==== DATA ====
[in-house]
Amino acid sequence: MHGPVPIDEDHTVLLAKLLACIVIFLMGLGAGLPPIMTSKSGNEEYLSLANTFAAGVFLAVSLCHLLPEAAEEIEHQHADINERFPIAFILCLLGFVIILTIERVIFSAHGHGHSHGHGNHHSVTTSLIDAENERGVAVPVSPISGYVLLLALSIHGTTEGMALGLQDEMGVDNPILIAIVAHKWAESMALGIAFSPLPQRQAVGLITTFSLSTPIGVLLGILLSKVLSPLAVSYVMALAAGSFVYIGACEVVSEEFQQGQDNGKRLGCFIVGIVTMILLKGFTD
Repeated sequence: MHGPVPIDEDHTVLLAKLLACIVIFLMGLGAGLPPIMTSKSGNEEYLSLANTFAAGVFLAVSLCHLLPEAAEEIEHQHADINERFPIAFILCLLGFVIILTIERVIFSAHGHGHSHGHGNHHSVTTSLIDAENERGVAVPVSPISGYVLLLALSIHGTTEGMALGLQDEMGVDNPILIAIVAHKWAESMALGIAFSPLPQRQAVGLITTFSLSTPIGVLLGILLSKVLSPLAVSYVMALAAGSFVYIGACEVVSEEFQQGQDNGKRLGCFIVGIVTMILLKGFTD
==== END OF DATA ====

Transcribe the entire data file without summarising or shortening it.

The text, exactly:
[in-house]
Amino acid sequence: MHGPVPIDEDHTVLLAKLLACIVIFLMGLGAGLPPIMTSKSGNEEYLSLANTFAAGVFLAVSLCHLLPEAAEEIEHQHADINERFPIAFILCLLGFVIILTIERVIFSAHGHGHSHGHGNHHSVTTSLIDAENERGVAVPVSPISGYVLLLALSIHGTTEGMALGLQDEMGVDNPILIAIVAHKWAESMALGIAFSPLPQRQAVGLITTFSLSTPIGVLLGILLSKVLSPLAVSYVMALAAGSFVYIGACEVVSEEFQQGQDNGKRLGCFIVGIVTMILLKGFTD
Repeated sequence: MHGPVPIDEDHTVLLAKLLACIVIFLMGLGAGLPPIMTSKSGNEEYLSLANTFAAGVFLAVSLCHLLPEAAEEIEHQHADINERFPIAFILCLLGFVIILTIERVIFSAHGHGHSHGHGNHHSVTTSLIDAENERGVAVPVSPISGYVLLLALSIHGTTEGMALGLQDEMGVDNPILIAIVAHKWAESMALGIAFSPLPQRQAVGLITTFSLSTPIGVLLGILLSKVLSPLAVSYVMALAAGSFVYIGACEVVSEEFQQGQDNGKRLGCFIVGIVTMILLKGFTD